We consider in turn two quasi-experimental designs: non-randomised controlled trials and interrupted time series. These designs are methodologically stronger options than uncontrolled prospective observational studies,27 and could fulfil the role of a definitive evaluation when a randomised controlled trial is infeasible (box 3 shows an example).

Box 3: Example of observational study at assessment stage (3)

Minimally invasive, open radical prostatectomy with and without robotic assistance28

Clinical background at time of conduct
  • Open retropubic radical prostatectomy (RRP) is commonly used to treat prostate cancer
  • Use of minimally invasive radical prostatectomy (MIRP) with or without robotic assistance had been proposed as an alternative, and its use is increasing

  • Non-randomised controlled trial nested within data collection from a population based registry
  • Men diagnosed with prostate cancer as their first and only cancer were eligible
  • Men who underwent MIRP between 2002 and 2005 (n=1938) were compared with men who underwent RRP (n=6899) using a propensity score adjusted statistical analysis
  • Registry data were linked with US Medicare administrative data

  • Compared with RRP, MIRP resulted in a shorter length of stay, fewer strictures, and fewer 30 days respiratory and miscellaneous surgical complications—but a higher occurrence of incontinence, erectile dysfunction, and 30 day genitourinary complications
  • Use of additional postoperative cancer treatments was similar for both approaches

Non-randomised controlled trials

The preferred observational design is a non-randomised controlled trial; a study in which a cohort of patients undergoing a novel surgical intervention is compared with a concurrent control group undergoing standard treatment (standard surgical, medical, or no treatment). The study should incorporate the positive design features associated with a randomised controlled trial (for example, a prospective design and standardised data collection), with the exception of randomisation and blinding. Such studies provided the first convincing prospective evidence for benefits in coronary artery bypass surgery29 and laparoscopic cholecystectomy.30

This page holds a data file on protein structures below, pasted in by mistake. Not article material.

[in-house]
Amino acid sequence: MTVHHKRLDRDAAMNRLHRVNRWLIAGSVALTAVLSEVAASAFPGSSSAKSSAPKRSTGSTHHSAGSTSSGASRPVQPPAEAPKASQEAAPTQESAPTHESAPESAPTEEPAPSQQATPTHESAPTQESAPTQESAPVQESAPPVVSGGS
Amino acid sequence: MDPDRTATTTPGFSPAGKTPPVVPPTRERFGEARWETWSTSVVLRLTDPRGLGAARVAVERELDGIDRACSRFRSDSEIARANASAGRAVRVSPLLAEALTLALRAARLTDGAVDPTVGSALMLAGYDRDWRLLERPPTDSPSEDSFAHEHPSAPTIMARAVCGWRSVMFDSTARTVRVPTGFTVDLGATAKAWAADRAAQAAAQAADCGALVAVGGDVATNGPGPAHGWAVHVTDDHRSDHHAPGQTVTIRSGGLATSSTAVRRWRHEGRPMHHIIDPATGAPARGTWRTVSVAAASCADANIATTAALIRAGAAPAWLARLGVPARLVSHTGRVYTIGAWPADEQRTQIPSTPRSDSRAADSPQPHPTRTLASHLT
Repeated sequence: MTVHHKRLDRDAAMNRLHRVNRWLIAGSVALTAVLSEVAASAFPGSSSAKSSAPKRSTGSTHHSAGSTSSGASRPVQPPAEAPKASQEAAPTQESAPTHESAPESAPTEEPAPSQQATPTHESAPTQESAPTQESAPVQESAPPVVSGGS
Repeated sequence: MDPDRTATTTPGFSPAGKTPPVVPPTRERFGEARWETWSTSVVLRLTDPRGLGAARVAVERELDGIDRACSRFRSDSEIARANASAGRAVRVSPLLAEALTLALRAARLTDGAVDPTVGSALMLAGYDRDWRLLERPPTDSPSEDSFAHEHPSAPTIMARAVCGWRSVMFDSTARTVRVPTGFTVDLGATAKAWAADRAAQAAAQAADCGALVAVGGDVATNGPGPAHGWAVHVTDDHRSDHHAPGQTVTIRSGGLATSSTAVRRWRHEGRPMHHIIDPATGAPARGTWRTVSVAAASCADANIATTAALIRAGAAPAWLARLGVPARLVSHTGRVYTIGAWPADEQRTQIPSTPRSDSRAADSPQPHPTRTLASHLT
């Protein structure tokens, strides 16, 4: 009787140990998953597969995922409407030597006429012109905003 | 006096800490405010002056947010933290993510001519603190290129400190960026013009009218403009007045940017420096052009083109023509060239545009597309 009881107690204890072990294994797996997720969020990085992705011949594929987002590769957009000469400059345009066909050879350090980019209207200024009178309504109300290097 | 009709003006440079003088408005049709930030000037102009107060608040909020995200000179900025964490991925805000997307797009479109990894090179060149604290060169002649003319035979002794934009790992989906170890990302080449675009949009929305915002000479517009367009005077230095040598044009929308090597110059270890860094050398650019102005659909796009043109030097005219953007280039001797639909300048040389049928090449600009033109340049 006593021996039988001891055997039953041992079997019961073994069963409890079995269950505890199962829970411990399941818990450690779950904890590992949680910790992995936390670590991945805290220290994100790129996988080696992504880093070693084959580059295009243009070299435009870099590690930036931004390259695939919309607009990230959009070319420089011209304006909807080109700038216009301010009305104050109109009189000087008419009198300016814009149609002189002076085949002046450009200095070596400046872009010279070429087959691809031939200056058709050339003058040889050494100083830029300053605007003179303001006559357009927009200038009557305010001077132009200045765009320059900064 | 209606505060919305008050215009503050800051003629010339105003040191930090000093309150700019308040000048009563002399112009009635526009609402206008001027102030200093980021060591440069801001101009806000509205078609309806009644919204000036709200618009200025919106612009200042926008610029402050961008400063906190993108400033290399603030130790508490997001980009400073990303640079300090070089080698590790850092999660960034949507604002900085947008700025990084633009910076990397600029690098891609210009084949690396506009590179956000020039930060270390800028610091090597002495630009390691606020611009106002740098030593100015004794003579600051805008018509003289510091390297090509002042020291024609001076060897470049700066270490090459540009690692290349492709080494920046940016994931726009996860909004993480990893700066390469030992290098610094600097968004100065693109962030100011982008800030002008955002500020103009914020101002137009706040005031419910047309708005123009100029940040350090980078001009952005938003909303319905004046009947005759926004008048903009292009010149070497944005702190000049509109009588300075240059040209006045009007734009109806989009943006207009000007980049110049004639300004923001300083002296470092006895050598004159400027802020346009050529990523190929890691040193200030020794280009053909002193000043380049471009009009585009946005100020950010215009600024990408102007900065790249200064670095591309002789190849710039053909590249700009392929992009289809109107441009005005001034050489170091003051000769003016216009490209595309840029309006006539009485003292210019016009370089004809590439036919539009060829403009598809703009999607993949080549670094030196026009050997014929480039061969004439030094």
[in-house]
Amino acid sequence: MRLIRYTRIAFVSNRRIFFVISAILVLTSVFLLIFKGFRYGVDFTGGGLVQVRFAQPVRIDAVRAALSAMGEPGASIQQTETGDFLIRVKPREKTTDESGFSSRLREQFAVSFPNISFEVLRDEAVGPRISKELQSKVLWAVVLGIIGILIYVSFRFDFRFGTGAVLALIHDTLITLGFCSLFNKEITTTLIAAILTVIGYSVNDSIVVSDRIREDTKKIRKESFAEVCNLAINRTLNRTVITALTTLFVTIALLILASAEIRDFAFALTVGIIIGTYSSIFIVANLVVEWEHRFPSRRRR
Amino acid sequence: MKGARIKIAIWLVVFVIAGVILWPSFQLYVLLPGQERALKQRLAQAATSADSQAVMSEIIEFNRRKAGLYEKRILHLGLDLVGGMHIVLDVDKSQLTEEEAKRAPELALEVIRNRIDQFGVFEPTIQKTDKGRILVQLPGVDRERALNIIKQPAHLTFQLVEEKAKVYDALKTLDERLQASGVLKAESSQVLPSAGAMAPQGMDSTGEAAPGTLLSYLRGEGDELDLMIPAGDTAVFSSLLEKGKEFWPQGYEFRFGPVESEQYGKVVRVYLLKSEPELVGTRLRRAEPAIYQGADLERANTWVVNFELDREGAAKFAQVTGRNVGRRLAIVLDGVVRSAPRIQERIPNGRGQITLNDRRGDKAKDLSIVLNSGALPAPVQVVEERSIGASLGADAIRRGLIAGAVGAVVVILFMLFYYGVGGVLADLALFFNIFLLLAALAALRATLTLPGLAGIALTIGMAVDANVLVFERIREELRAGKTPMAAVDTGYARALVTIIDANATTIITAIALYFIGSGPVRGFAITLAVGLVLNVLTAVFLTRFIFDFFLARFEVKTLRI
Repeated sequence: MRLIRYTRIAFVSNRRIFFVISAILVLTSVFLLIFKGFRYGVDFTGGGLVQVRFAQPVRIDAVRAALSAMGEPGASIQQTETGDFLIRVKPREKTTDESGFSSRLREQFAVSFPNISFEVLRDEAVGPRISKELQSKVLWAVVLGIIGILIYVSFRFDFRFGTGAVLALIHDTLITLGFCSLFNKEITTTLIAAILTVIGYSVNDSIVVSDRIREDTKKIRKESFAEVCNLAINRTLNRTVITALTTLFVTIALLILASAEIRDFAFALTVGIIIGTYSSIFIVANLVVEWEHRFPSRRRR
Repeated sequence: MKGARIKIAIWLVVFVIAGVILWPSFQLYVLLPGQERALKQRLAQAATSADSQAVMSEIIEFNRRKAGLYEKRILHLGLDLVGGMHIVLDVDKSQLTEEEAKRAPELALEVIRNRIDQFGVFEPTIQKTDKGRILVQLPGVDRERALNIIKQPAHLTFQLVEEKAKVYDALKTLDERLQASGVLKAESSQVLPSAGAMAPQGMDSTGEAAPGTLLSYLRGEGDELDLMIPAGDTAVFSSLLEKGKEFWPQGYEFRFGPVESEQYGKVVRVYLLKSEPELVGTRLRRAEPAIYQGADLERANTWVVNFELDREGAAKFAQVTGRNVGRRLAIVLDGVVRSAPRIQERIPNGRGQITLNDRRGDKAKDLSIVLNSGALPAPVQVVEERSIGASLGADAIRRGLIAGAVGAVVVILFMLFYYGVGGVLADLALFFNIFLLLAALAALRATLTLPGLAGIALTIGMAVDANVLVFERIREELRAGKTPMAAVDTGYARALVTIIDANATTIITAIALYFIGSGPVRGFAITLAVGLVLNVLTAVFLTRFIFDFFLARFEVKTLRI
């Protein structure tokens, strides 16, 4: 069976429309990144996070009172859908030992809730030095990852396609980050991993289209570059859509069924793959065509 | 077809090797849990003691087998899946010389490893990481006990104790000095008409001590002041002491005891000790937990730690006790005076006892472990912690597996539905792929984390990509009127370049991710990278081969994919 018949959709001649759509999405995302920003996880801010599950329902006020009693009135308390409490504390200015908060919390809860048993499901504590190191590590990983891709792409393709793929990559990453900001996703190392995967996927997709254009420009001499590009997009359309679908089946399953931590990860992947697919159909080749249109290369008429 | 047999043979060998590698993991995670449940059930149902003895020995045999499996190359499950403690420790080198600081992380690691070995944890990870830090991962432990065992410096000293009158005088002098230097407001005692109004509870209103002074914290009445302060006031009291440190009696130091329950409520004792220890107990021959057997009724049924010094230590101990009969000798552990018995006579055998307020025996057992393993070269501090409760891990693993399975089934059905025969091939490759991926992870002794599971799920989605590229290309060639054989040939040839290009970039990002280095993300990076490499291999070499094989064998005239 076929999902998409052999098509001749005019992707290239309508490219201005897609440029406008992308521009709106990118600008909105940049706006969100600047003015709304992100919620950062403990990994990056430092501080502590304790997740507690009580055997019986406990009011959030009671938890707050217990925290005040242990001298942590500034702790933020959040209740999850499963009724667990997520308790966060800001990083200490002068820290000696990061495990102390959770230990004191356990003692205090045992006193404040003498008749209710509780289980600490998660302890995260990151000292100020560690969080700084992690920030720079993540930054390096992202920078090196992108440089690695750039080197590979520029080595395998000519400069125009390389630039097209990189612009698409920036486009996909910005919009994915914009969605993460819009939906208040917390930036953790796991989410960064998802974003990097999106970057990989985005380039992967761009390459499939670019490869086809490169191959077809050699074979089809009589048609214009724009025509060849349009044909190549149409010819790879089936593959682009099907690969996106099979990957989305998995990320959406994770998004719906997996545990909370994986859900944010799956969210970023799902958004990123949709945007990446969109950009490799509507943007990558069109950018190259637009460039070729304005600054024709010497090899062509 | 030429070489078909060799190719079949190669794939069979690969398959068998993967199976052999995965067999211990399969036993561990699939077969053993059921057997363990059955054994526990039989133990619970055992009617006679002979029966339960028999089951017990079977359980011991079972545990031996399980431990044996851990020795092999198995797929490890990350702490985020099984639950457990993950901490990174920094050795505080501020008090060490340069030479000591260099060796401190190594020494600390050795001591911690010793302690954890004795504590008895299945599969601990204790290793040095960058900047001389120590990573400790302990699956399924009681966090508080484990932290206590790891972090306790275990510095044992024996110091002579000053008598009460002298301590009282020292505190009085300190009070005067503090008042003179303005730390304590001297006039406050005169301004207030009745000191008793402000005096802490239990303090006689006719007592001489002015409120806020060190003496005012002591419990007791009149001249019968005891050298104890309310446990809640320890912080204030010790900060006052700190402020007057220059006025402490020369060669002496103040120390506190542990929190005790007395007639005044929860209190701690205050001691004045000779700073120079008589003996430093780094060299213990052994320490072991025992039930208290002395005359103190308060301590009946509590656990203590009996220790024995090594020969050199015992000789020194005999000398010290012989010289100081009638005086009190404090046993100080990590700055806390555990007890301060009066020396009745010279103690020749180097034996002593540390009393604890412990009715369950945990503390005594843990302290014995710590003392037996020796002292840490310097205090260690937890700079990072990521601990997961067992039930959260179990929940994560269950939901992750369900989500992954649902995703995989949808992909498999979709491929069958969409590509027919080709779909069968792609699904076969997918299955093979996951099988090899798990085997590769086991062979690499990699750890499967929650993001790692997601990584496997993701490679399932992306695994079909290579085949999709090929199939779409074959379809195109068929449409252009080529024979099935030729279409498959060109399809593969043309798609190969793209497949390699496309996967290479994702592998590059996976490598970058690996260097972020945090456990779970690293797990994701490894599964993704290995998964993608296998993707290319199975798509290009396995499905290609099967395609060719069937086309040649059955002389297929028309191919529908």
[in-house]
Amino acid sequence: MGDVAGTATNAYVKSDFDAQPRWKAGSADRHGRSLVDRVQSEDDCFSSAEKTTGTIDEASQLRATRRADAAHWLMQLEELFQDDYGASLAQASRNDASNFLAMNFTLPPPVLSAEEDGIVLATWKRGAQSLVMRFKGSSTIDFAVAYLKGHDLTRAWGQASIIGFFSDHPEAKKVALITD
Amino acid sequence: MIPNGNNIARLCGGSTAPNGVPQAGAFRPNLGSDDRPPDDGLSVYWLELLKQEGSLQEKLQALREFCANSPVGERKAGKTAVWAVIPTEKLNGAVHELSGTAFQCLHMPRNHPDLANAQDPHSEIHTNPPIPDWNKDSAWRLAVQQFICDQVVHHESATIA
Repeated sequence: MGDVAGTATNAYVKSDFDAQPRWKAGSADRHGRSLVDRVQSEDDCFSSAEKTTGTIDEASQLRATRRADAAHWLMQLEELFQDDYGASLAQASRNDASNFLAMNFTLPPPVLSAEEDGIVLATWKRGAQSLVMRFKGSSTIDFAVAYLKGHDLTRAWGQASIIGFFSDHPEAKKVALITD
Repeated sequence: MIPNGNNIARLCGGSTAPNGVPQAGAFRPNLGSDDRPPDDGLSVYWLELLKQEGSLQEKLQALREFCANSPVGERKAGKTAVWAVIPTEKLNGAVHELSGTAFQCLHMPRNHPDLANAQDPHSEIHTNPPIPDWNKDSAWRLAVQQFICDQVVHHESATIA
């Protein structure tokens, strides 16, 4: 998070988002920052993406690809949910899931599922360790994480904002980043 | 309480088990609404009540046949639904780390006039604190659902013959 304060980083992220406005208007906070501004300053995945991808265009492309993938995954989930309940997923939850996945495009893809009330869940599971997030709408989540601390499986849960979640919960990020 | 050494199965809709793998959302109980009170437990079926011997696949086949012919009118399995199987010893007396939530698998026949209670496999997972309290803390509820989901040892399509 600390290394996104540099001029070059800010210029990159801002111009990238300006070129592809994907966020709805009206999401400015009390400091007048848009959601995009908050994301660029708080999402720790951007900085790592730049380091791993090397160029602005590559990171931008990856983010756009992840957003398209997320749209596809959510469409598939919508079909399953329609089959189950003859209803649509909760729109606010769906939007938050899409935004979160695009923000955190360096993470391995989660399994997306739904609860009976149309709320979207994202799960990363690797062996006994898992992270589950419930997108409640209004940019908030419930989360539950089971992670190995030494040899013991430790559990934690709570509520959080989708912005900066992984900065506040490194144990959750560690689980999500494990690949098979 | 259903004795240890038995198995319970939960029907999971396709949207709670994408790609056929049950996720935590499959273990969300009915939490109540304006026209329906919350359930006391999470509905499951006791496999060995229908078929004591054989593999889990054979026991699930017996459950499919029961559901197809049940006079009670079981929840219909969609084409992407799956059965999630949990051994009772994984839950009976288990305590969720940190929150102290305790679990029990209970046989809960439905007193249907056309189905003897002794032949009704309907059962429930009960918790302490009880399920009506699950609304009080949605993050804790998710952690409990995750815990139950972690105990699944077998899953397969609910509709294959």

In a randomised controlled trial, random allocation will probably achieve balance for known and unknown risk factors and minimise bias. Selection bias in a non-randomised controlled trial can be addressed by controlling for known risk factors (case mix) in the analysis. Relevant risk factors, how they should be documented, and potential for bias should be considered before starting data collection. Patient characteristics at study entry should be thorough documented. Treatment group assignment can, however, have a different risk pattern at baseline, and this can lead to groups being less comparable after statistical adjustment (for example, regression) owing to the “constant risk fallacy” where the assumption of constant risk across different organisations (for example, hospitals) may be inappropriate.31

Nevertheless, adjustment or matching for known prognostic factors should generally be done where possible (for example, using propensity scoring and corresponding analysis, which is an increasingly popular approach32), while recognising the limitations of such analyses. The estimated treatment effects can be assumed to be unbiased only if matching stratified analyses or regression techniques are sufficient enough to fully deal with risk imbalance—that is, when treatment allocation is ignorable in terms of baseline risk.33 A cautionary example of the importance of risk adjustment is the Veterans Affairs National Surgical Quality Improvement programme’s study of long term outcomes after bariatric surgery. The survival advantage observed in the unmatched cohort disappeared when researchers used propensity scoring to analyse a matched cohort.34 In some instances, results from randomised and observational studies have corresponded with respect to the magnitude of the effect size, although in general, observational studies have a greater risk of bias.35 36

Interrupted time series

The interrupted time series is an alternative quasi-experimental design for an observational study that could potentially be used at the assessment stage.37 The design uses a temporal rather than concurrent control group. A key outcome of interest (such as anastomotic leakage, graft failure, or death) is measured sequentially during a time period before the new intervention is introduced (that is, the interruption) and measured again during the same period afterwards.